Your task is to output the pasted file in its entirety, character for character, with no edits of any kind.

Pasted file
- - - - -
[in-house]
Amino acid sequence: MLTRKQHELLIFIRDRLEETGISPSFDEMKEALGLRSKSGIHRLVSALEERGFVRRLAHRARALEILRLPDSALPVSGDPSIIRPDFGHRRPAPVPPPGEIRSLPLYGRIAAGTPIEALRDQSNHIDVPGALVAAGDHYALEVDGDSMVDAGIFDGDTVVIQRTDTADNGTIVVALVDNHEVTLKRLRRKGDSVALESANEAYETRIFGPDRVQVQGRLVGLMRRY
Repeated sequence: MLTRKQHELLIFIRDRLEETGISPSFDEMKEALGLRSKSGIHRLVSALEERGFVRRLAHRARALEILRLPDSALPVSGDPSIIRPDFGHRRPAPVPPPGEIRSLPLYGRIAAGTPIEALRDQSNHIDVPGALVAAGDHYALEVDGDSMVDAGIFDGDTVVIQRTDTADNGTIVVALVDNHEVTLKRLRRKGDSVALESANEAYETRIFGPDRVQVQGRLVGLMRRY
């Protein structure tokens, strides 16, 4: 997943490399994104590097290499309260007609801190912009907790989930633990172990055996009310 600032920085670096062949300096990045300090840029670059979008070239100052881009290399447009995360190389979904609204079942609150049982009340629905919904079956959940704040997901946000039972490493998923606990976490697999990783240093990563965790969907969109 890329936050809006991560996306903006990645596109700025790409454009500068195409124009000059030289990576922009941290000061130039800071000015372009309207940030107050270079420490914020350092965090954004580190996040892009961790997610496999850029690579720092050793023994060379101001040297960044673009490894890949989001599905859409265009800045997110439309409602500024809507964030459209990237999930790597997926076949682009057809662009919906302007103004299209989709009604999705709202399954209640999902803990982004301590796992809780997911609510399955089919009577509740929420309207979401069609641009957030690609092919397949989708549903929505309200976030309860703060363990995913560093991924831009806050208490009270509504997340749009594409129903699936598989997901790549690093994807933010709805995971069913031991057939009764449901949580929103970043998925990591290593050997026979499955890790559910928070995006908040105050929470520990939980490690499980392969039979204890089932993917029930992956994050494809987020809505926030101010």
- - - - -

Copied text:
[in-house]
Amino acid sequence: MLTRKQHELLIFIRDRLEETGISPSFDEMKEALGLRSKSGIHRLVSALEERGFVRRLAHRARALEILRLPDSALPVSGDPSIIRPDFGHRRPAPVPPPGEIRSLPLYGRIAAGTPIEALRDQSNHIDVPGALVAAGDHYALEVDGDSMVDAGIFDGDTVVIQRTDTADNGTIVVALVDNHEVTLKRLRRKGDSVALESANEAYETRIFGPDRVQVQGRLVGLMRRY
Repeated sequence: MLTRKQHELLIFIRDRLEETGISPSFDEMKEALGLRSKSGIHRLVSALEERGFVRRLAHRARALEILRLPDSALPVSGDPSIIRPDFGHRRPAPVPPPGEIRSLPLYGRIAAGTPIEALRDQSNHIDVPGALVAAGDHYALEVDGDSMVDAGIFDGDTVVIQRTDTADNGTIVVALVDNHEVTLKRLRRKGDSVALESANEAYETRIFGPDRVQVQGRLVGLMRRY
């Protein structure tokens, strides 16, 4: 997943490399994104590097290499309260007609801190912009907790989930633990172990055996009310 600032920085670096062949300096990045300090840029670059979008070239100052881009290399447009995360190389979904609204079942609150049982009340629905919904079956959940704040997901946000039972490493998923606990976490697999990783240093990563965790969907969109 890329936050809006991560996306903006990645596109700025790409454009500068195409124009000059030289990576922009941290000061130039800071000015372009309207940030107050270079420490914020350092965090954004580190996040892009961790997610496999850029690579720092050793023994060379101001040297960044673009490894890949989001599905859409265009800045997110439309409602500024809507964030459209990237999930790597997926076949682009057809662009919906302007103004299209989709009604999705709202399954209640999902803990982004301590796992809780997911609510399955089919009577509740929420309207979401069609641009957030690609092919397949989708549903929505309200976030309860703060363990995913560093991924831009806050208490009270509504997340749009594409129903699936598989997901790549690093994807933010709805995971069913031991057939009764449901949580929103970043998925990591290593050997026979499955890790559910928070995006908040105050929470520990939980490690499980392969039979204890089932993917029930992956994050494809987020809505926030101010």